I typed notes about the slam on my laptop, though it was so dark I could only see by the light of the blue screen. A man with round glasses approached, nodded, and said, “Cool laptop.”

“Yeah.” I wondered, Hasn’t he ever seen a laptop?

Then Patricia Smith from Boston got up. I grabbed Mindy’s arm like a groupie.

“I can’t believe it. We get to see a famous slam poet. She’s a past winner of the National Poetry Slam,” I said.

Smith, a slim African-American woman, was younger than I expected. Funny, I felt about thirty on this vacation, but Patricia Smith probably is thirty, while I’m a forty-one-year-old pretender.

“Did I tell you that I’m the architect of rock and roll...Now I’ve never been sexy...But if I do say so myself..I do still turn some eyes,” she recited.

Oh yeah. I hear ya! I felt the same way, especially tonight. I typed frantic notes, and suddenly looked up to see one of the ponytailed guys turned around on his bar stool andsmiling.

What is this? Are these guys blind or desperate or what? By the time Mindy and I left, we were laughing.

“Hey, I really think we could have picked up some guys in there,” Mindy said.

“Oh, my husband would have loved that,” I said.

During the remainder of the girl trip I:

1. went to the beach, but did not go swimming.
2. went shopping in Provincetown, an artists’ colony on the tip.
3. read novels.
4. dyed my hair.
5. and did as little as possible.
And I returned from my girl trip refreshed and rested, horrifying my husband with my tales of DOING NOTHING on vacation.

RESOURCES FOR GIRL TRIPS (These may be old; I'll look them up)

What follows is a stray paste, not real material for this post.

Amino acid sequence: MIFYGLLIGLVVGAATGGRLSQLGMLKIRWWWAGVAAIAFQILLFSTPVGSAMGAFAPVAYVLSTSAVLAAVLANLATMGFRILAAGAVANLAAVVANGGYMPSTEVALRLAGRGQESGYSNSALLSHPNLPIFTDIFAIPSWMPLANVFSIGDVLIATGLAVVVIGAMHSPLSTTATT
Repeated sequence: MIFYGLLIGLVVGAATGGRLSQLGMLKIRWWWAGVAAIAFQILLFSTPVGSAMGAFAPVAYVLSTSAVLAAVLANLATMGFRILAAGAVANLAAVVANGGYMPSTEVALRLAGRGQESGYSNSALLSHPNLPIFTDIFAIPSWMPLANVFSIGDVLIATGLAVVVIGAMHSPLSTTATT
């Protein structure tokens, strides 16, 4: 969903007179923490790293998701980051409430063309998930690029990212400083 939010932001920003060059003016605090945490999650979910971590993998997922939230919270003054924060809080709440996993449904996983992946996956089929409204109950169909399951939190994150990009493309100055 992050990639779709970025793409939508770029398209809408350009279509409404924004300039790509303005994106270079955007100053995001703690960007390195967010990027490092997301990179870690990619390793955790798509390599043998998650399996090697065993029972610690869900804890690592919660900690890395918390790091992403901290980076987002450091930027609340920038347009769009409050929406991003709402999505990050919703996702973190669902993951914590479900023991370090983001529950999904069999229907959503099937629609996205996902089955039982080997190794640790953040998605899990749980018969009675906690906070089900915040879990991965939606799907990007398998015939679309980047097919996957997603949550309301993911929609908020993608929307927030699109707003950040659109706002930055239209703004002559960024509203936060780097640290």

Journeywoman,an online travel magazine for women:

The Women’s Travel Club, itineraries designed for married and single women who like to travel:

women’s adventure travels, adventure travel service for women over 30:

1 comment:

Ellen said...

I enjoyed reading it -- though I've never consciously been on a girl trip. I didn't know it was common enough to be defined as a category of travel. I did travel with a girlfriend around Europe; and my older daughter, Laura, has now travelled twice with a close girlfriend, once cross country (California to the East Coast) and once from New Jersey to Florida and back again. Driving.

Women did travel in the 19th century in large numbers but often alone and dressed in rigid respectable clothes so as to keep assaults away. Still I imagine you're right and there have been many more men than women.

Jim and I were to Cape Cod. We stayed in a hotel where the clientele was mostly gay men. I felt so awkward after the first day we left. I remember the water was too cold to swim.

I don't know how to take a vacation. I can't seem to get myself to leave work home.